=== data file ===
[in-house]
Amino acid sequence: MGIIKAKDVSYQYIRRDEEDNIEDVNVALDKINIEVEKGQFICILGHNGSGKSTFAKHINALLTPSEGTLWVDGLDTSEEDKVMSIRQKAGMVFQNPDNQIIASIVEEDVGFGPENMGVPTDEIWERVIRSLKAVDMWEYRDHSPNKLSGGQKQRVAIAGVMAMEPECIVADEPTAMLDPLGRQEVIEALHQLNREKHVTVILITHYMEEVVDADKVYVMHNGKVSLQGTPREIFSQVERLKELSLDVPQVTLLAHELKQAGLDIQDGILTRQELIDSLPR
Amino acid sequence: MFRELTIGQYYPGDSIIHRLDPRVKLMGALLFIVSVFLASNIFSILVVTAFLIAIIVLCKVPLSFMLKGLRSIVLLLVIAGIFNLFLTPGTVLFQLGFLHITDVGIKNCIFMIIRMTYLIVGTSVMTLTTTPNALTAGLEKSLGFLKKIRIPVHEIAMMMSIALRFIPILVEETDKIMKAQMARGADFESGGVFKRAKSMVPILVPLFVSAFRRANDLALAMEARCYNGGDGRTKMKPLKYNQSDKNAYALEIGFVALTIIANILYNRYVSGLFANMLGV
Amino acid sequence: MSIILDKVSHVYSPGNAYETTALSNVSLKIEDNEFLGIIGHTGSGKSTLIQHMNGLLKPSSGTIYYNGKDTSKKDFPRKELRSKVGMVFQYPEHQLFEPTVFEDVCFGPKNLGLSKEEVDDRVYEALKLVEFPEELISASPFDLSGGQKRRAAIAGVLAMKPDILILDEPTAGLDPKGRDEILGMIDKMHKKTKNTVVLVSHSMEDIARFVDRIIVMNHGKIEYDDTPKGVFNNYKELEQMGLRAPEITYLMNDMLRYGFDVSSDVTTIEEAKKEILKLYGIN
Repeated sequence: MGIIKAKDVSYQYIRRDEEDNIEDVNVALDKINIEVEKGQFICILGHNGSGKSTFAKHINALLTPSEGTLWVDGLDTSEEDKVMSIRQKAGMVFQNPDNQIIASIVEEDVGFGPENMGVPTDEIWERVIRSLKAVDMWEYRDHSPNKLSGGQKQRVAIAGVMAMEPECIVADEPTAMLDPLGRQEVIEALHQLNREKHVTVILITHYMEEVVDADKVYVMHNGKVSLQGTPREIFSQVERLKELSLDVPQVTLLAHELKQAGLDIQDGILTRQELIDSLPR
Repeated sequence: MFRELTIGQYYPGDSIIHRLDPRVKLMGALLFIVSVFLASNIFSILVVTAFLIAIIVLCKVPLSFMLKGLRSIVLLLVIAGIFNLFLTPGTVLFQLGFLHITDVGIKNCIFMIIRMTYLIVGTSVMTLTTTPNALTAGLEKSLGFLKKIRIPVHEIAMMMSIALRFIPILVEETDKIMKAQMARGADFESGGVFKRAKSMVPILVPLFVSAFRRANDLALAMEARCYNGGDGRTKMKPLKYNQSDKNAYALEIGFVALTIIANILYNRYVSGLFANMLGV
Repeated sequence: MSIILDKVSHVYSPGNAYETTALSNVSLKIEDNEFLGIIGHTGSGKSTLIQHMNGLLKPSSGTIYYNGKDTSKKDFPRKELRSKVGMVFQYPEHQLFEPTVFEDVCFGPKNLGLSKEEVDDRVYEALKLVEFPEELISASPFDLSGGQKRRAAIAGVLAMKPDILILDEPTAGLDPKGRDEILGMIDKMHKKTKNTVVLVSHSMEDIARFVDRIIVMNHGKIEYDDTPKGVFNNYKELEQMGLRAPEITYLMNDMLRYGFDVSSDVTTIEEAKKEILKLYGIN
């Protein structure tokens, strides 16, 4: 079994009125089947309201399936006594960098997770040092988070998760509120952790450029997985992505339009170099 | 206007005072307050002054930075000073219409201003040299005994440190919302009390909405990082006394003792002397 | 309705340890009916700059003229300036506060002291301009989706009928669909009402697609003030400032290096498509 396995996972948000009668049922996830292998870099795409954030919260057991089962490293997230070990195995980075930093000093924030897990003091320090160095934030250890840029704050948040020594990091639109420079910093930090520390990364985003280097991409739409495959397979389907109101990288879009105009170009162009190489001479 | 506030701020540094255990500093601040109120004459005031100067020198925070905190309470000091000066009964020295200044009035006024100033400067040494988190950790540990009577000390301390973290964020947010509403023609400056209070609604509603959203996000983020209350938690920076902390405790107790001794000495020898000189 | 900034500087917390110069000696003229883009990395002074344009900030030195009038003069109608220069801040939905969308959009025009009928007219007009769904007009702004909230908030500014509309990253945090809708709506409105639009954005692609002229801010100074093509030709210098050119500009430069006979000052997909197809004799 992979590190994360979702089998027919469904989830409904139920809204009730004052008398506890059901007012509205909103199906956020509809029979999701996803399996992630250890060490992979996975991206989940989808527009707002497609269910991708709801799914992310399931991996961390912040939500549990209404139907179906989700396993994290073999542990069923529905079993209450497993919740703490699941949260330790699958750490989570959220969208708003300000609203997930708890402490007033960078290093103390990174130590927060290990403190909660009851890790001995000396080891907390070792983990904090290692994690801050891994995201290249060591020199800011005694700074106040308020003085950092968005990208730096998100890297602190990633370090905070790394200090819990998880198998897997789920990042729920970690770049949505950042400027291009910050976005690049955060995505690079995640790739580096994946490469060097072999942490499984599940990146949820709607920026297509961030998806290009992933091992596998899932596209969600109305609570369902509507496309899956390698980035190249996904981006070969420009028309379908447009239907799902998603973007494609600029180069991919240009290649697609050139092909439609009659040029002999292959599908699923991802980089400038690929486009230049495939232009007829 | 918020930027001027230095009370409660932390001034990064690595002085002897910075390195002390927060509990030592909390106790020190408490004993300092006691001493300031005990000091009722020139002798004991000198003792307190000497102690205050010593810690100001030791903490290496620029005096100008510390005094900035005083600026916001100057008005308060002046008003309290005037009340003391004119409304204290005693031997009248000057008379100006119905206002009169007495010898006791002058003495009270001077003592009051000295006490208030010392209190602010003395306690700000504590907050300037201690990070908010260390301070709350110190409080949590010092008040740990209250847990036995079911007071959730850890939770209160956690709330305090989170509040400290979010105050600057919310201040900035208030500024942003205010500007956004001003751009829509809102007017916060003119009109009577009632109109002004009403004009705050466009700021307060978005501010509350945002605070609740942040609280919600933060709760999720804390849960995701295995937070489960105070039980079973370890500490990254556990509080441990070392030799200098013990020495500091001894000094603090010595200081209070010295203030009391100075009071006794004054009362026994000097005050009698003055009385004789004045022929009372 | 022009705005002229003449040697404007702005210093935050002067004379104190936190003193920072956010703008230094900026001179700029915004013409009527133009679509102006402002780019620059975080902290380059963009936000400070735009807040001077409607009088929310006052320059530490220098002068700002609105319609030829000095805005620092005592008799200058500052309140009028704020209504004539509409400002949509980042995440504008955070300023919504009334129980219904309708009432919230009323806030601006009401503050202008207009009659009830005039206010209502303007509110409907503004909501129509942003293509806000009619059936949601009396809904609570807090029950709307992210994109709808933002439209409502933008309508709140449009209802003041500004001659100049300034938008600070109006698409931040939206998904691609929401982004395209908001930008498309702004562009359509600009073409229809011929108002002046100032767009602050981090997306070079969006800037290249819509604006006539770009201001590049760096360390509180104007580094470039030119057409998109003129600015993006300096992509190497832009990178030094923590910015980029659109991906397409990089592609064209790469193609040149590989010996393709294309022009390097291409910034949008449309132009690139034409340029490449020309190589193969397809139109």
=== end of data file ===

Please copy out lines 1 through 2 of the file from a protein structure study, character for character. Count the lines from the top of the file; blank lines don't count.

[in-house]
Amino acid sequence: MGIIKAKDVSYQYIRRDEEDNIEDVNVALDKINIEVEKGQFICILGHNGSGKSTFAKHINALLTPSEGTLWVDGLDTSEEDKVMSIRQKAGMVFQNPDNQIIASIVEEDVGFGPENMGVPTDEIWERVIRSLKAVDMWEYRDHSPNKLSGGQKQRVAIAGVMAMEPECIVADEPTAMLDPLGRQEVIEALHQLNREKHVTVILITHYMEEVVDADKVYVMHNGKVSLQGTPREIFSQVERLKELSLDVPQVTLLAHELKQAGLDIQDGILTRQELIDSLPR